Portfolio: his longer poem “The Madwoman of Cork” was been produced in a portfolio edition of 1987 with 8 lithographic illustrations by Kent Clark, one for each stanza; copied of the ltd. edition of 75 are held in Harvard University Library, Boston, Massachusetts, USA The Arts Council of Northern Ireland, Belfast, Northern Ireland St. Mary’s University, Halifax, Nova Scotia, Canada The University of Lethbridge, Alberta, Canada The Art Gallery of Nova Scotia, Canada The Art Gallery of Newfoundland and Labrador, St. John’s, Newfoundland, Canada The Tyrone Guthrie Centre, County Monaghan, Ireland The Ulster Museum, Belfast, Northern Ireland and numerous private collections worldwide. Kent Jones holds the Chair of Fine Art at Memorial University of Newfoundland.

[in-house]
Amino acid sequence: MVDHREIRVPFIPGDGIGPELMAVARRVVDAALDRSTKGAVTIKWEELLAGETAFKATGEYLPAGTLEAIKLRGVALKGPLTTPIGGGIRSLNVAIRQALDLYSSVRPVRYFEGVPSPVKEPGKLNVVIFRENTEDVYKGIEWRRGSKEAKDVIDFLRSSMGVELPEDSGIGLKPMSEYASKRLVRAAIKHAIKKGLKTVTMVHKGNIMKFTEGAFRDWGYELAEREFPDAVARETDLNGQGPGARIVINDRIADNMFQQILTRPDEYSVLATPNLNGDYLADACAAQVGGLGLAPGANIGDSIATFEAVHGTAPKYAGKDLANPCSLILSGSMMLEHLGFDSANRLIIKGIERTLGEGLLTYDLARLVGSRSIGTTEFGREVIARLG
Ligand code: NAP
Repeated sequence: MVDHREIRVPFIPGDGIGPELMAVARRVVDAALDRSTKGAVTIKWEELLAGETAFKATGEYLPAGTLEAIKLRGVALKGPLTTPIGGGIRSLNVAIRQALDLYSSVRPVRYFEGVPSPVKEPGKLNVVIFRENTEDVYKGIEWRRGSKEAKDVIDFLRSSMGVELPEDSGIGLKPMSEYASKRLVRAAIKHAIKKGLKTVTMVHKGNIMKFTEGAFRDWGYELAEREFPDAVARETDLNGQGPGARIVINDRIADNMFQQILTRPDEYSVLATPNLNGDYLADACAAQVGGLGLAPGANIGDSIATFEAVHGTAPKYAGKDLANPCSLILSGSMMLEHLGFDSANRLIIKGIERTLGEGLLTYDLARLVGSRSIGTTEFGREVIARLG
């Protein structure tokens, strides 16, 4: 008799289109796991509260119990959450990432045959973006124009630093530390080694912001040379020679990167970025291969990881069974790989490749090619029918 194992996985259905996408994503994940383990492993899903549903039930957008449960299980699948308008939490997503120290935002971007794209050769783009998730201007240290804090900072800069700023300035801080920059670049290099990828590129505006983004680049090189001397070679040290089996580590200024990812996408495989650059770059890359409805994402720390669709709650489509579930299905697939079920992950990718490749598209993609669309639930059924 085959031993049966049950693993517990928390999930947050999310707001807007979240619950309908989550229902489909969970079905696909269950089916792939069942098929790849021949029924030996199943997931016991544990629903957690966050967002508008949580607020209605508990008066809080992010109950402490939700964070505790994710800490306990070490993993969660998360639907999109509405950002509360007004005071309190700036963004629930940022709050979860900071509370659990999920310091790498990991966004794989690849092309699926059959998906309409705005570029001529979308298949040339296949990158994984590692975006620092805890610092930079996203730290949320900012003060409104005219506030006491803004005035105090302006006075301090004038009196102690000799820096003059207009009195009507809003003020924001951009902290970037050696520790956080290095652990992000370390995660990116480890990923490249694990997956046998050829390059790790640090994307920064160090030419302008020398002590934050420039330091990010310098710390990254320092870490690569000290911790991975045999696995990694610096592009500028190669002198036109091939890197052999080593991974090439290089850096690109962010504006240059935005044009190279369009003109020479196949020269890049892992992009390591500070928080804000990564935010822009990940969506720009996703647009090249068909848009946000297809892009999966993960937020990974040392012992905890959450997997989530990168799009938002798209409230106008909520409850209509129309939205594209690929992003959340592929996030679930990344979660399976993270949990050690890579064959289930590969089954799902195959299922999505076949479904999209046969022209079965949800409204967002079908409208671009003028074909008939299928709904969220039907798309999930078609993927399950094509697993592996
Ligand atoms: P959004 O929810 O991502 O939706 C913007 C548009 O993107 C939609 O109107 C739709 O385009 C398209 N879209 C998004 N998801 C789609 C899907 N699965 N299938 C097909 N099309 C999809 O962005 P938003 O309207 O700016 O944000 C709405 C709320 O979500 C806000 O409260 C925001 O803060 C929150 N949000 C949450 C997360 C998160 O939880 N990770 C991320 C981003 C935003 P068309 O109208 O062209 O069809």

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Michael Smith, review of New and Selected Poems (1997), in The Irish Times (11 Jan. 1997), quoting extensively, remarking that the poetry is not politically correct (without praised or blame), and further that ‘the poets affinities are with the odd, the deprived, the dispossessed and the marginalised’, characterising him as a ‘performance poet’.